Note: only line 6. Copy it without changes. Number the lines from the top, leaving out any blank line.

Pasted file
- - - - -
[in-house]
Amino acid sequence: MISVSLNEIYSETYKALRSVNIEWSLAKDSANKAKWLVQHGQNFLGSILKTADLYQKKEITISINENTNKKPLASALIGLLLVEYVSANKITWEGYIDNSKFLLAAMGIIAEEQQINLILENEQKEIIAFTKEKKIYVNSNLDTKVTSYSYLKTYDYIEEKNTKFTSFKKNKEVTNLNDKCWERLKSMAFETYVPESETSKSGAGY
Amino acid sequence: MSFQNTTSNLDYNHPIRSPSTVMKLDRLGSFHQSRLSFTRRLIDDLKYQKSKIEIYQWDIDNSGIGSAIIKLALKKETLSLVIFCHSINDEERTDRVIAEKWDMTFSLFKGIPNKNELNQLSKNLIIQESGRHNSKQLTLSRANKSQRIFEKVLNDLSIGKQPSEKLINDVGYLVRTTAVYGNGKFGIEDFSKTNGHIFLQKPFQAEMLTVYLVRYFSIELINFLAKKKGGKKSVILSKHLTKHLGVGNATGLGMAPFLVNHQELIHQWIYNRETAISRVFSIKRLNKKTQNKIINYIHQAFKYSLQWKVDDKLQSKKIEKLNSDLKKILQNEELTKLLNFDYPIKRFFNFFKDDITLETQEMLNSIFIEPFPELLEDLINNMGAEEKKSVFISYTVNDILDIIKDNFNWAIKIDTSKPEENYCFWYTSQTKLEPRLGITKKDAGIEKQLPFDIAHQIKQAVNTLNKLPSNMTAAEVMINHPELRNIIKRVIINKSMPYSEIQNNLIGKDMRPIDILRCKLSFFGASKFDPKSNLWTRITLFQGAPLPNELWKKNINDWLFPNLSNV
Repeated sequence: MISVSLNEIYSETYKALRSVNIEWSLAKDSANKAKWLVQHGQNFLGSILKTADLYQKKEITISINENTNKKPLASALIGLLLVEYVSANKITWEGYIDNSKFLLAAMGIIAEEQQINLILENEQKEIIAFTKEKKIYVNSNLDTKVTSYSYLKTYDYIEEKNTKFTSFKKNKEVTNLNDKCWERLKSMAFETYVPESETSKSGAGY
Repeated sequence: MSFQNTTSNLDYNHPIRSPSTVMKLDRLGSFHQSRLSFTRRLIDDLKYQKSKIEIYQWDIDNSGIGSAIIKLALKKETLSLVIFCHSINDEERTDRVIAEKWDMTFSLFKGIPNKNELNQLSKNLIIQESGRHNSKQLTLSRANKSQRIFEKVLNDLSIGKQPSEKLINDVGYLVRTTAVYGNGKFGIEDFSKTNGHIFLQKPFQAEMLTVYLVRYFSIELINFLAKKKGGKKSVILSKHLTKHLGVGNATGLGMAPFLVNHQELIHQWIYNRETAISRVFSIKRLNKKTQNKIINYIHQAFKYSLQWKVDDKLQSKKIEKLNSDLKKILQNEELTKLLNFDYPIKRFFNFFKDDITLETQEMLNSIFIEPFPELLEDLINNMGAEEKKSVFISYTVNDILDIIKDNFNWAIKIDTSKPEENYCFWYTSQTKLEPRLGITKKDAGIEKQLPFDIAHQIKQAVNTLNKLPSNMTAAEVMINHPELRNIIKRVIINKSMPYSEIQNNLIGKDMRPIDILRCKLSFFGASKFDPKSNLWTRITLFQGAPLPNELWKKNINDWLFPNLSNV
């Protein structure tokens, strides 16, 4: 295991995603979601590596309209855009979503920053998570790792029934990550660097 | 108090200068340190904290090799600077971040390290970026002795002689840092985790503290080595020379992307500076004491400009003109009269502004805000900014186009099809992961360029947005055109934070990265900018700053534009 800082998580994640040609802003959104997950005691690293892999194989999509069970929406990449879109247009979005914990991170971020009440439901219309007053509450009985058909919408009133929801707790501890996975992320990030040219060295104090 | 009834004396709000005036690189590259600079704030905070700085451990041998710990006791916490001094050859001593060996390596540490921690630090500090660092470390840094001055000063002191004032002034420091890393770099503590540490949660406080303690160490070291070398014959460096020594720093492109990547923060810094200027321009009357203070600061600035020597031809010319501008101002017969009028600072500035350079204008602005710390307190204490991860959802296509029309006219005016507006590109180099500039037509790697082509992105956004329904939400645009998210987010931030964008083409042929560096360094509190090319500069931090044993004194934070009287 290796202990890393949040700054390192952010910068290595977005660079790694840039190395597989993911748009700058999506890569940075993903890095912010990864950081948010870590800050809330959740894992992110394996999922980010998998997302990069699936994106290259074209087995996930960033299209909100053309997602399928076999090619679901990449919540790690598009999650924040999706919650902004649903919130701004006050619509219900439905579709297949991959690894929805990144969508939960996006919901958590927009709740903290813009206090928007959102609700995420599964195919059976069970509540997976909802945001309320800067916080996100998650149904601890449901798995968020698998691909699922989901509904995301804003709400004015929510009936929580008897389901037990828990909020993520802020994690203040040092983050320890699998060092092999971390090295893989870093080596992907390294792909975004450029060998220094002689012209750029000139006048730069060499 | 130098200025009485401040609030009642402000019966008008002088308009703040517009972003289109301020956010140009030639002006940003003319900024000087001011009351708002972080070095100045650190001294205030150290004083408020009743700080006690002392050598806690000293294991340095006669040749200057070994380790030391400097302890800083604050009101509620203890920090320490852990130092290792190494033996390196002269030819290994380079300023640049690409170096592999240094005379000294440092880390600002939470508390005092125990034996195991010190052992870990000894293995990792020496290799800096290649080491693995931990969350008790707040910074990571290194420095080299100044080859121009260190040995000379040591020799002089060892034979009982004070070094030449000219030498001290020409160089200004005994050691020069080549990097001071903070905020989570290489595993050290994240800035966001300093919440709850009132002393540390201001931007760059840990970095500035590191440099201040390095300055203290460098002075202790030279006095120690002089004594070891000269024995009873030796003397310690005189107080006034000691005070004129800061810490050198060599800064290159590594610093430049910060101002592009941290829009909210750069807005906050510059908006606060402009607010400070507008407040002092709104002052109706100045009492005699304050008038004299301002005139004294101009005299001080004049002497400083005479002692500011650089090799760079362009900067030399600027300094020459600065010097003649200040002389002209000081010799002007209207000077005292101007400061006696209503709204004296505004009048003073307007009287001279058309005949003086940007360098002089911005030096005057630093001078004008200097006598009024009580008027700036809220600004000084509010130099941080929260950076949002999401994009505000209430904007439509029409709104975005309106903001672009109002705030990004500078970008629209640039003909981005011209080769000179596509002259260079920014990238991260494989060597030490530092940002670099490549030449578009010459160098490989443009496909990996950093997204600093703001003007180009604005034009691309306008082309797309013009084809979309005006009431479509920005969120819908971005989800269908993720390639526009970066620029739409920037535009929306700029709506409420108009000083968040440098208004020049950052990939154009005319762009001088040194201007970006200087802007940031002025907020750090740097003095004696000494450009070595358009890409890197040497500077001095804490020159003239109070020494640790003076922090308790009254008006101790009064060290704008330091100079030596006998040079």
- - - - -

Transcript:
């Protein structure tokens, strides 16, 4: 295991995603979601590596309209855009979503920053998570790792029934990550660097 | 108090200068340190904290090799600077971040390290970026002795002689840092985790503290080595020379992307500076004491400009003109009269502004805000900014186009099809992961360029947005055109934070990265900018700053534009 800082998580994640040609802003959104997950005691690293892999194989999509069970929406990449879109247009979005914990991170971020009440439901219309007053509450009985058909919408009133929801707790501890996975992320990030040219060295104090 | 009834004396709000005036690189590259600079704030905070700085451990041998710990006791916490001094050859001593060996390596540490921690630090500090660092470390840094001055000063002191004032002034420091890393770099503590540490949660406080303690160490070291070398014959460096020594720093492109990547923060810094200027321009009357203070600061600035020597031809010319501008101002017969009028600072500035350079204008602005710390307190204490991860959802296509029309006219005016507006590109180099500039037509790697082509992105956004329904939400645009998210987010931030964008083409042929560096360094509190090319500069931090044993004194934070009287 290796202990890393949040700054390192952010910068290595977005660079790694840039190395597989993911748009700058999506890569940075993903890095912010990864950081948010870590800050809330959740894992992110394996999922980010998998997302990069699936994106290259074209087995996930960033299209909100053309997602399928076999090619679901990449919540790690598009999650924040999706919650902004649903919130701004006050619509219900439905579709297949991959690894929805990144969508939960996006919901958590927009709740903290813009206090928007959102609700995420599964195919059976069970509540997976909802945001309320800067916080996100998650149904601890449901798995968020698998691909699922989901509904995301804003709400004015929510009936929580008897389901037990828990909020993520802020994690203040040092983050320890699998060092092999971390090295893989870093080596992907390294792909975004450029060998220094002689012209750029000139006048730069060499 | 130098200025009485401040609030009642402000019966008008002088308009703040517009972003289109301020956010140009030639002006940003003319900024000087001011009351708002972080070095100045650190001294205030150290004083408020009743700080006690002392050598806690000293294991340095006669040749200057070994380790030391400097302890800083604050009101509620203890920090320490852990130092290792190494033996390196002269030819290994380079300023640049690409170096592999240094005379000294440092880390600002939470508390005092125990034996195991010190052992870990000894293995990792020496290799800096290649080491693995931990969350008790707040910074990571290194420095080299100044080859121009260190040995000379040591020799002089060892034979009982004070070094030449000219030498001290020409160089200004005994050691020069080549990097001071903070905020989570290489595993050290994240800035966001300093919440709850009132002393540390201001931007760059840990970095500035590191440099201040390095300055203290460098002075202790030279006095120690002089004594070891000269024995009873030796003397310690005189107080006034000691005070004129800061810490050198060599800064290159590594610093430049910060101002592009941290829009909210750069807005906050510059908006606060402009607010400070507008407040002092709104002052109706100045009492005699304050008038004299301002005139004294101009005299001080004049002497400083005479002692500011650089090799760079362009900067030399600027300094020459600065010097003649200040002389002209000081010799002007209207000077005292101007400061006696209503709204004296505004009048003073307007009287001279058309005949003086940007360098002089911005030096005057630093001078004008200097006598009024009580008027700036809220600004000084509010130099941080929260950076949002999401994009505000209430904007439509029409709104975005309106903001672009109002705030990004500078970008629209640039003909981005011209080769000179596509002259260079920014990238991260494989060597030490530092940002670099490549030449578009010459160098490989443009496909990996950093997204600093703001003007180009604005034009691309306008082309797309013009084809979309005006009431479509920005969120819908971005989800269908993720390639526009970066620029739409920037535009929306700029709506409420108009000083968040440098208004020049950052990939154009005319762009001088040194201007970006200087802007940031002025907020750090740097003095004696000494450009070595358009890409890197040497500077001095804490020159003239109070020494640790003076922090308790009254008006101790009064060290704008330091100079030596006998040079």